"No Democratic president can go against military advice, especially if he has asked for it. So just do it. Do what they said."
-- Former Defense Secretary and CIA Director Leon Panetta, in Bob Woodward's Obama's War's
More than a week after his sudden ditching of Defense Secretary and would-be fall guy Chuck Hagel, President Barack Obama finally seems to have a nominee for the post which other leading candidates promptly turned down. Ashton Carter, Yalie and Rhodes Scholar with an Oxford doctorate in theoretical physics, most recently visiting fellow at Stanford's Hoover Institution, has a long history as a preeminent Pentagon technocrat. So returning Senate Armed Services Chairman John McCain is signaling ultimate approval of the ex-deputy defense secretary, though at the end of of a process that casts a harsh light on Obama's geopolitical stumbles of the past couple years, with a special eye on White House "micro-management" of military matters.
While this tawdry little melodrama has played out, events in Afghanistan -- where the government is utterly dysfunctional and brazen Taliban attacks on the capital Kabul give the lie to vaunted security arrangements -- point up the reality that Obama's geopolitical problems are not only not new but also go back to his basic process of devising strategy and designing a government.
Specifically, the problem goes back to Obama's National Security Council (NSC) set-up in the White Houe, which ran the Afghan policy review which gave rise to the Afghanistan surge. Which, like the Iraq surge, postponed inevitable developments. But in an even stupider way.
Having backpacked through Central Asia decades ago, it was obvious that nation-building in Afghanistan was an even dumber project than in Iraq. But the combination of liberal do-goodism and the customary Pentagon push for a bigger operation led to a second post-9/11 non sequitur strategy and massive waste of resources, time, energy, and credibility.
Instead of, say, a manned mission to Mars, doubling of the aircraft carrier fleet, and raft of new environmental and social programs we could have had instead, impressing the world, we have another debacle that no one wants to talk about.
The quote at the top from veteran California political figure and Washington hand Leon Panetta -- elevated by Obama to posts he never thought he would get only to turn on the president while selling his book during the mid-term elections -- is certainly a way to go. But it's the wrong way to go.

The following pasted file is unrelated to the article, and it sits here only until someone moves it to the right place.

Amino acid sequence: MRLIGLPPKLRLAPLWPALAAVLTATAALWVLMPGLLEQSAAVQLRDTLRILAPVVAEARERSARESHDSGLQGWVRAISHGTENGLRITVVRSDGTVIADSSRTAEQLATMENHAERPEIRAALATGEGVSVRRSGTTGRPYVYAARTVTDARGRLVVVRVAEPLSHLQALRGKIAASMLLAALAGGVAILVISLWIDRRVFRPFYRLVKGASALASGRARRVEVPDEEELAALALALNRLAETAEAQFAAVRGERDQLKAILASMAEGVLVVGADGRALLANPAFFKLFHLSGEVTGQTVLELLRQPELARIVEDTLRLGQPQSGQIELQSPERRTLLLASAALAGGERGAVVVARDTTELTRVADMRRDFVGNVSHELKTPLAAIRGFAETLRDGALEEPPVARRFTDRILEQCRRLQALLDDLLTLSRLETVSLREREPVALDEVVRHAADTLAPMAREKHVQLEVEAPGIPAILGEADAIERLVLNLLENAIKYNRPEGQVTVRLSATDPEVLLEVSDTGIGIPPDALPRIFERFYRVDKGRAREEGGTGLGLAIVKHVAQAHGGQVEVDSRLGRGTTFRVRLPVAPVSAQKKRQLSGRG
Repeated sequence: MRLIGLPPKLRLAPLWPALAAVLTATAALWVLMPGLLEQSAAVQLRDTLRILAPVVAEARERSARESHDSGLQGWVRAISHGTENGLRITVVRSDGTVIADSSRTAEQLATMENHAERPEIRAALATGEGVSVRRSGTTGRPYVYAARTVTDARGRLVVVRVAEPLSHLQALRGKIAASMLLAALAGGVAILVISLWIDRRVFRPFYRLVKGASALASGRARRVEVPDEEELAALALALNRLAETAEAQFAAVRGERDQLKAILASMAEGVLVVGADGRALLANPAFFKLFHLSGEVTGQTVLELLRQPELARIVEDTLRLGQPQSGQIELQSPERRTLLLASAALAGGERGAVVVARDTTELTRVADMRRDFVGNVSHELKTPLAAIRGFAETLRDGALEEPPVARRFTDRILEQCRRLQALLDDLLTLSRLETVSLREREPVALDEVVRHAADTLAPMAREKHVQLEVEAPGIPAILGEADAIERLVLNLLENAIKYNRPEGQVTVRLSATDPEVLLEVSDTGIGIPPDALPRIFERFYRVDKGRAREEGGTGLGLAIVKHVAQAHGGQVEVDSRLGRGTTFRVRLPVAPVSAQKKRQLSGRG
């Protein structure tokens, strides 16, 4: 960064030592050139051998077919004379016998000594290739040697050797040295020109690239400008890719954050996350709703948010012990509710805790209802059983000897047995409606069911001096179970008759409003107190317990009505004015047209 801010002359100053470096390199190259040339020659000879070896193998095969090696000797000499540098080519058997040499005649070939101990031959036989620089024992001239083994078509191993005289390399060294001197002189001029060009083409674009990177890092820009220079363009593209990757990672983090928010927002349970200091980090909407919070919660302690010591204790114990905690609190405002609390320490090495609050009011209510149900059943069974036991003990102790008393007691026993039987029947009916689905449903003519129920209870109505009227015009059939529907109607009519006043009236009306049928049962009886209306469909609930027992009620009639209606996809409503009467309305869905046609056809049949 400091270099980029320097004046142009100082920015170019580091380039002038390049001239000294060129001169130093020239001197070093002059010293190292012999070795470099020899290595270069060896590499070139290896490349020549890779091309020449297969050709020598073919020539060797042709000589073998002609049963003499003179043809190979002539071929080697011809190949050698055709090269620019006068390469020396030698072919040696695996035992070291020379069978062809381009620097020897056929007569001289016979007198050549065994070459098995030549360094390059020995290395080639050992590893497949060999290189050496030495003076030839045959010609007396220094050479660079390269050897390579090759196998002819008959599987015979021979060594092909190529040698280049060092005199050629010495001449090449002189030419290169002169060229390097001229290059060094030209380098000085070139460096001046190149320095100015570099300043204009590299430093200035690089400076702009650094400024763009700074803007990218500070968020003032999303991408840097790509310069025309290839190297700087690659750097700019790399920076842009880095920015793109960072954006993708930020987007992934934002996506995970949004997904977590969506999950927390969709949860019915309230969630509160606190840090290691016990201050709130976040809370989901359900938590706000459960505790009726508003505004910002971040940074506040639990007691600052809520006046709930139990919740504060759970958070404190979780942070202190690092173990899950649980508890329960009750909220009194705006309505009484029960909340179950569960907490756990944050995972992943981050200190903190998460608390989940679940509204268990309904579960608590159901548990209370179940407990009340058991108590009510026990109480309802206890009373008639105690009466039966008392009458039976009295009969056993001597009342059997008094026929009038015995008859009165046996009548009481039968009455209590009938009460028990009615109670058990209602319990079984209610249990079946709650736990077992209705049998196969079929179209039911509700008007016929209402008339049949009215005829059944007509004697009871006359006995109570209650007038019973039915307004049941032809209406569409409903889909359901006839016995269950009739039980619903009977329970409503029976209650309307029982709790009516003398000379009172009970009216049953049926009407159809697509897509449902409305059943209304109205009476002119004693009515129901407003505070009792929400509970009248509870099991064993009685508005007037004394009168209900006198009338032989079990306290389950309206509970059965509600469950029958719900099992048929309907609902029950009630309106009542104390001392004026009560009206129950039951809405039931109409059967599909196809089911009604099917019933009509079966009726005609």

After all, had John F. Kennedy simply followed his unified military advice during the Cuban Missile Crisis, we would have launched air strikes and mounted an invasion of Cuba. Which, we now know, would probably have triggered the use of Soviet tactical nuclear weapons, and a not unlikely whirlwind to follow.
Not that the military are always ultra-interventionist. There seemed little appetite for the Libya operation or for jumping into the middle of the Syrian civil war, the conflict Obama nearly careened into last year.
Obama's NSC process on Afghanistan in 2009 mirrored his NSC process on Isis over the the past year. Slow. Overly deliberative. And wrong.
Obama's Afghanistan process -- and the insularity of his political and staff operation -- also ended up burning up two major players who had an appropriate view of what could and could not be done there and could deal effectively with the Pentagon.
For Obama had not one but two articulate and impressive Marine four-star generals in James Jones and James "Hoss" Cartwright, respectively his first national security advisor and the vice chair of the Joint Chiefs of Staff. But Obama failed to back up these huge assets for a Democratic president, and they departed after being severely undercut.
So now when there are complaints about White House "micro-management" of military affairs by a collection of national security aides with no military or intelligence backgrounds whatsoever, not to mention little in the way of prior world travel or published analysis, Obama stands exposed in the media.
Another example of faulty process and squandered resources in a presidency of great promise.
Now Obama, more Athenian than Roman in an insider culture which oddly still rewards the latter, faces an ascendant anti-Enlightenment party in Congress and daunting global challenges. Not the least of which is the long-term prospect of climate change making the planet uninhabitable.
A very challenging final two years for Obama is going to be more troublesome than it needed to be.
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